Antero gets extension to review Battlement Mesa Health Impact Assessment
March 22, 2011
GLENWOOD SPRINGS, Colorado – Antero Resources will have an extra month to review, and comment upon, a recently issued draft Health Impact Assessment (HIA) about the Battlement Mesa community.
The Garfield County commissioners on Monday agreed to a 30-day extension of the comment period for the HIA, which was written to give the county more information about the possible health effects of gas drilling inside the Battlement Mesa community boundaries.
The comment period was to expire at the end of March.
Antero has plans to drill up to 200 gas wells from nine drilling pads within the community, which has sparked considerable protest from some residents there.
The fears of the residents, in turn, prompted the county commissioners to seek the health assessment, which is meant to establish a baseline of public health conditions in the area prior to drilling.
Battlement Mesa is an unincorporated community of 5,000 or so people next door to Parachute in western Garfield County.
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This is the second draft of the HIA, which is being written by the Colorado School of Public Health.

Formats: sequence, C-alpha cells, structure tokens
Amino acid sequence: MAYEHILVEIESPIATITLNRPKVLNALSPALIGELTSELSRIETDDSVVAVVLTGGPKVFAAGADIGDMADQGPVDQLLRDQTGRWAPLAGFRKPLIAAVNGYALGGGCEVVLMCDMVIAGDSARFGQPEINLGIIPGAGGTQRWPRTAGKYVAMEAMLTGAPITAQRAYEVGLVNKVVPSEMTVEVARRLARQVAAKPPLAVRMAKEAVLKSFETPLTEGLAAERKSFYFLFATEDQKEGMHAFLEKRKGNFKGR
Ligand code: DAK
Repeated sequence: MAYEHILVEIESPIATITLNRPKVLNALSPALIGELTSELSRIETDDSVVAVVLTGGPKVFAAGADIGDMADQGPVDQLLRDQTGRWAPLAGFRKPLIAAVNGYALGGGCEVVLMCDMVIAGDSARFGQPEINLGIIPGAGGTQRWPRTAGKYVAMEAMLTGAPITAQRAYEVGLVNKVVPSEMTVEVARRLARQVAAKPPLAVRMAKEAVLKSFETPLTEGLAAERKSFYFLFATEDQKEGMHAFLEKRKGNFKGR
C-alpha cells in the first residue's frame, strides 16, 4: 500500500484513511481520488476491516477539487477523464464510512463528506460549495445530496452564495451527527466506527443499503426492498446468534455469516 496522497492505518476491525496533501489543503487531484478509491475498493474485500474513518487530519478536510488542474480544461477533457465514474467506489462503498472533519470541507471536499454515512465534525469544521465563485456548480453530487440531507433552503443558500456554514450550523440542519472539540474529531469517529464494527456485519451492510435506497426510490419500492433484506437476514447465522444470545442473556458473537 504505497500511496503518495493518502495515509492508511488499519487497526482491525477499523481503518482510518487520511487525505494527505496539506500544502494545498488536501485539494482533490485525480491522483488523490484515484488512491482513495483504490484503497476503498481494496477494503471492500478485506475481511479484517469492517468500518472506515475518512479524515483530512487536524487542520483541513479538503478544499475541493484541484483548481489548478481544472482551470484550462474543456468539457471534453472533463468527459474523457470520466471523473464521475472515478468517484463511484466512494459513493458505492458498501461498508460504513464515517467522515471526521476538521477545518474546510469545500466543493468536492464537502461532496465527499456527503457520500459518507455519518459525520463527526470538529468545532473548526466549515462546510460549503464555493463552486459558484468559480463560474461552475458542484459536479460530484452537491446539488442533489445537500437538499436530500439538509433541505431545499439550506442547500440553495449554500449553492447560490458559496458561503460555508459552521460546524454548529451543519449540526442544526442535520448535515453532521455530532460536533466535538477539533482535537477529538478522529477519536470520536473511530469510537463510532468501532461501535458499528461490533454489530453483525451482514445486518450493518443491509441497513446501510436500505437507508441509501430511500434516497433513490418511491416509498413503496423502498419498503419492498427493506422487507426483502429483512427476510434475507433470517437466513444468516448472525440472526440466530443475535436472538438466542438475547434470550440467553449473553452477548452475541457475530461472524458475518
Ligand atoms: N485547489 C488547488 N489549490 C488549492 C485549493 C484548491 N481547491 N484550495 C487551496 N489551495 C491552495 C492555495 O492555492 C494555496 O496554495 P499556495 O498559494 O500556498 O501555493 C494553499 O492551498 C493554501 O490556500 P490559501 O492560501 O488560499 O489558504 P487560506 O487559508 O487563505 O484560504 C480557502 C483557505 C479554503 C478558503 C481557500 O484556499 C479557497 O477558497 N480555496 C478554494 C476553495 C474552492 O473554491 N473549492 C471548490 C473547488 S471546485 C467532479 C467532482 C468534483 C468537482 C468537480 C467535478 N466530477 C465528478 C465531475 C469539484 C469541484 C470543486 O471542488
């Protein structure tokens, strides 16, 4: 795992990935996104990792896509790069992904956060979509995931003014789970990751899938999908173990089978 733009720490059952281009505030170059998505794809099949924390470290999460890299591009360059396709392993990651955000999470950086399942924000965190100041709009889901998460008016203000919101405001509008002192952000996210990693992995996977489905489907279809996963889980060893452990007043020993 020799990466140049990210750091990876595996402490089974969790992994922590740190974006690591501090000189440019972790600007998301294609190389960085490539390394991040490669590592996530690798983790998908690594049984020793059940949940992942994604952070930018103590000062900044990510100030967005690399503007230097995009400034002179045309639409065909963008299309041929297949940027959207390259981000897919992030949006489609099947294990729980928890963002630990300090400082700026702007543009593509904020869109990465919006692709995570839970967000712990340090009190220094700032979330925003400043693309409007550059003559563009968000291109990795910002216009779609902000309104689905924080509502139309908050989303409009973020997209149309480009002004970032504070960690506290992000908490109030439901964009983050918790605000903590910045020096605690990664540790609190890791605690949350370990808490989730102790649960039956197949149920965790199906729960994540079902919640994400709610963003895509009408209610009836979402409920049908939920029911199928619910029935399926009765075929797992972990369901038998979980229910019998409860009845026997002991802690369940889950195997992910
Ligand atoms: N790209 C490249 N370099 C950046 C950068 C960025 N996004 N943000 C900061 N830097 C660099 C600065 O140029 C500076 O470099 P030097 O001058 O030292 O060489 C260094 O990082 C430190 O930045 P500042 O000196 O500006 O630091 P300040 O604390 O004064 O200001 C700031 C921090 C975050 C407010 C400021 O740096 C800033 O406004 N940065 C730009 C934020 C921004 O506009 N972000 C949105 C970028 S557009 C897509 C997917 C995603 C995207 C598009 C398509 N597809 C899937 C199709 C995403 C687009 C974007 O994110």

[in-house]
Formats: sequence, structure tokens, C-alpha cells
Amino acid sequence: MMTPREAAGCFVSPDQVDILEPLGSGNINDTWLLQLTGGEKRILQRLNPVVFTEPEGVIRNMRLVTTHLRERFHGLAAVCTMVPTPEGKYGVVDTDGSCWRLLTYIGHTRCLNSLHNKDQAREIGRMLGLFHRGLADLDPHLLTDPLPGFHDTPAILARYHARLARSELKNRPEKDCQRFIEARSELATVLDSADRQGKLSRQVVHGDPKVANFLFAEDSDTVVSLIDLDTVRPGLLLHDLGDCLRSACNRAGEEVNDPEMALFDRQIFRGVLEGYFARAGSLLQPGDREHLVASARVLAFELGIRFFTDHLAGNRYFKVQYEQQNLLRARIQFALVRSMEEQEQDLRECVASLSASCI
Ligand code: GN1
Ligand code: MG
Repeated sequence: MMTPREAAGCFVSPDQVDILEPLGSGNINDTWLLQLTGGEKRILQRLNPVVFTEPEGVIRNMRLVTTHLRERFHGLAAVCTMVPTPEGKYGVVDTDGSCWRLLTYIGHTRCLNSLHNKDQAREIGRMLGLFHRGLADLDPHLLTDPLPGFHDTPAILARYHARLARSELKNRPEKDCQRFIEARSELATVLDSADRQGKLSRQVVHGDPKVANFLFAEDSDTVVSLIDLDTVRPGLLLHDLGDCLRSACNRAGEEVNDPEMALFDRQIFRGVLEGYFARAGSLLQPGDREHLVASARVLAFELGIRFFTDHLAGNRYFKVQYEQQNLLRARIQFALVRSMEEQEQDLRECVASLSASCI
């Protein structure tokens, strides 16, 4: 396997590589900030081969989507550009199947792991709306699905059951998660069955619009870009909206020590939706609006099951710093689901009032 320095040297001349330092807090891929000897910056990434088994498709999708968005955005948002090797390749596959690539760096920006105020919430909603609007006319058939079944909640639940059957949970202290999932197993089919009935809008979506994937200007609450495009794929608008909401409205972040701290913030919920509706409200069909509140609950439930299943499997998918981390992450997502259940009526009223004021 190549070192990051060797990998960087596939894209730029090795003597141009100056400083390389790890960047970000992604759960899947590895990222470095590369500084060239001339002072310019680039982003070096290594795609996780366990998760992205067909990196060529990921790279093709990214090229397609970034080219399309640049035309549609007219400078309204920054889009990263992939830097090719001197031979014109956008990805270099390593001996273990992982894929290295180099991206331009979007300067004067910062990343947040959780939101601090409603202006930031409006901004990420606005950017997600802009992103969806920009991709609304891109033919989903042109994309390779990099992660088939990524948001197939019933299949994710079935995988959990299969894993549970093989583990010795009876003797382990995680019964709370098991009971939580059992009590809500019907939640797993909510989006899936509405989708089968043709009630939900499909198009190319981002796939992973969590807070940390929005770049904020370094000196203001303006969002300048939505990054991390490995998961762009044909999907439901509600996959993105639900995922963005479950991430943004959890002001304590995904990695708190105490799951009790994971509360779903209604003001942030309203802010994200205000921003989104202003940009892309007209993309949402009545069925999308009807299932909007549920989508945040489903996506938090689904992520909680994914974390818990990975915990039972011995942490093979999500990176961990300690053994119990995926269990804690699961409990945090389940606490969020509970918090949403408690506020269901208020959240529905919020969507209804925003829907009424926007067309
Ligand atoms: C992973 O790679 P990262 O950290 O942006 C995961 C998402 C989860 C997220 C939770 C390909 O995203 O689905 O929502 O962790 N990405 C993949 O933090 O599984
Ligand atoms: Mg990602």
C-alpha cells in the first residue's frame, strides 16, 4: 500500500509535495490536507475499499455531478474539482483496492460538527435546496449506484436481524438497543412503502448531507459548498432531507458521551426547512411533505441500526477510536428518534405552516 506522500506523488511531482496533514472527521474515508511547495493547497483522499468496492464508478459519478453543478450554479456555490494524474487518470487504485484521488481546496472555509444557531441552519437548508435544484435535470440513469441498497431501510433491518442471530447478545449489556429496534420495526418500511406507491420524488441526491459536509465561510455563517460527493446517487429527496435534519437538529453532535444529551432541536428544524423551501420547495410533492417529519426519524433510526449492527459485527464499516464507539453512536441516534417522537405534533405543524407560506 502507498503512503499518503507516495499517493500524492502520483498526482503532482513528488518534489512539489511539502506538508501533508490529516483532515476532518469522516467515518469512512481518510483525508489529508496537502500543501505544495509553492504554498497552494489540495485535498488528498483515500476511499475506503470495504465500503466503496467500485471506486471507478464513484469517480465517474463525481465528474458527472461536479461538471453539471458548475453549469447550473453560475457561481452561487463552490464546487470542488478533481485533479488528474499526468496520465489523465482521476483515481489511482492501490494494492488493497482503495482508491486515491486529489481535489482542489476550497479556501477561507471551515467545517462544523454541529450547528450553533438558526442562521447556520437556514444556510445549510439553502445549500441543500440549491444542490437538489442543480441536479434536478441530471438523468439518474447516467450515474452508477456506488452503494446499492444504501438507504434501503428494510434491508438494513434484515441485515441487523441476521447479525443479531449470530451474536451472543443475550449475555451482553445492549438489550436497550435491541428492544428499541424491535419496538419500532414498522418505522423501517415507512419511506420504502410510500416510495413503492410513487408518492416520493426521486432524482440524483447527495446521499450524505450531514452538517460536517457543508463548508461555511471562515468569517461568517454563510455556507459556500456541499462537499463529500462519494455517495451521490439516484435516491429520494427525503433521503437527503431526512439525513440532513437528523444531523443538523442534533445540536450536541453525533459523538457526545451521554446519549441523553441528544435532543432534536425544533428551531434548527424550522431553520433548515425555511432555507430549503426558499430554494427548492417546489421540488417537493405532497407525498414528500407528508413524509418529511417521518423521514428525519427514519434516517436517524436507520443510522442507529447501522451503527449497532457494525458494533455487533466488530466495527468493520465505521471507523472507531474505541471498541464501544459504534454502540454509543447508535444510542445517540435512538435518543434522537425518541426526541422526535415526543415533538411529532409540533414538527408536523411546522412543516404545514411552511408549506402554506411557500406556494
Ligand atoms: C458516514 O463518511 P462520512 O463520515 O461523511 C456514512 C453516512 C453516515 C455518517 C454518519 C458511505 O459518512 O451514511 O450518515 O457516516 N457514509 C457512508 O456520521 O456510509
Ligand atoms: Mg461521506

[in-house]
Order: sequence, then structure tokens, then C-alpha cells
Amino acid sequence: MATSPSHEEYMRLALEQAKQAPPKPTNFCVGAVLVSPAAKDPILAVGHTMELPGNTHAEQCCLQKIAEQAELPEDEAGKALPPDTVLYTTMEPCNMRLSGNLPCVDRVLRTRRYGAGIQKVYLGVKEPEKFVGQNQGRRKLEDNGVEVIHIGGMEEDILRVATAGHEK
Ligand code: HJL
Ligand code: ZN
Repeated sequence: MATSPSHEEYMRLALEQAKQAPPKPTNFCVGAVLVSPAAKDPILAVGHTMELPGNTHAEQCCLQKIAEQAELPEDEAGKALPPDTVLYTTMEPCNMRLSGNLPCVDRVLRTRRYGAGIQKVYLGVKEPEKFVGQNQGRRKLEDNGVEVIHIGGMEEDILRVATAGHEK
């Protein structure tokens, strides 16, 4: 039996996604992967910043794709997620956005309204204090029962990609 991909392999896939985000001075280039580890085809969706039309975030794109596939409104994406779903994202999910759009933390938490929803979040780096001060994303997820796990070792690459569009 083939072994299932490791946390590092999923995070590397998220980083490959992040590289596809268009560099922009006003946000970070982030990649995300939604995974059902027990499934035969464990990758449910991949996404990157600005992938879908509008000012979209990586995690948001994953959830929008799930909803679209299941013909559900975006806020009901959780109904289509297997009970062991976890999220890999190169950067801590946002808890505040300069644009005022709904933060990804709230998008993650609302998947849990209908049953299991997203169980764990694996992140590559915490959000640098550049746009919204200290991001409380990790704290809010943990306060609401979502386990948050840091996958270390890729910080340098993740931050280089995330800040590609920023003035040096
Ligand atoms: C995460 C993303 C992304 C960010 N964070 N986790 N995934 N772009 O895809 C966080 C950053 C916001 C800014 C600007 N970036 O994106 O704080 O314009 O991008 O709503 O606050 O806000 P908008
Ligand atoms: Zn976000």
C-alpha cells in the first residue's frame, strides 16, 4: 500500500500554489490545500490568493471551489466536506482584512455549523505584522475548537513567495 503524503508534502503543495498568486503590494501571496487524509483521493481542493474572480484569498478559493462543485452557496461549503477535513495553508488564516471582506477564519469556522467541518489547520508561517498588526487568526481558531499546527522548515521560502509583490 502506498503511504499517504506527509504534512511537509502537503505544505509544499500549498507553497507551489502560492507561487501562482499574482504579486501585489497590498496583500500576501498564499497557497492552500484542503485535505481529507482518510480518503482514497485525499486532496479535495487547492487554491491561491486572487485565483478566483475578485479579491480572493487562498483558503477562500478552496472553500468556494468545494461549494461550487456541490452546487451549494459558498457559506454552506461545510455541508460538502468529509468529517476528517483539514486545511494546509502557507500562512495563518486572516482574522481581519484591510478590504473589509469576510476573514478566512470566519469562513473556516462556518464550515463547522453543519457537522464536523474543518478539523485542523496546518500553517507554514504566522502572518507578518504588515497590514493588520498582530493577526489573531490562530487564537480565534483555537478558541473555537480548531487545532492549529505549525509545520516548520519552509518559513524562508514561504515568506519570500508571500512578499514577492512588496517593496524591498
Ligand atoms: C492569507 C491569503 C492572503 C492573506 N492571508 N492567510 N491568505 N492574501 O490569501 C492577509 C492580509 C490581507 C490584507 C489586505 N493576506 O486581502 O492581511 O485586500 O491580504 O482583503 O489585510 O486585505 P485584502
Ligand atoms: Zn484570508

The first draft was released in the fall of 2010, but was pulled back for revisions after the gas industry and the Colorado Department of Public Health and Environment criticized the report’s methodology and results.
In the latest draft, according to the executive summary, “The principal findings of the HIA are that the health of Battlement Mesa residents will most likely be affected by chemical exposures, accidents/emergencies resulting from industry operations, and stress-related community changes.”
Antero asked for, and received, additional time to evaluate the 500-plus-page report.
The report’s authors, Dr. Roxanne Witter and Dr. John Adgate of the University of Colorado Denver, objected to the extension on the grounds that it would unnecessarily lengthen both the process and the report itself.
But the BOCC concluded that no real harm would be done to the report by extending the comment period, even if it means spending more on the School of Public Health’s contract and delaying a second phase of the health study.
Currently the county has committed more than $250,000 to the report, including funds for work necessitated by the extension approved by the BOCC in late 2010.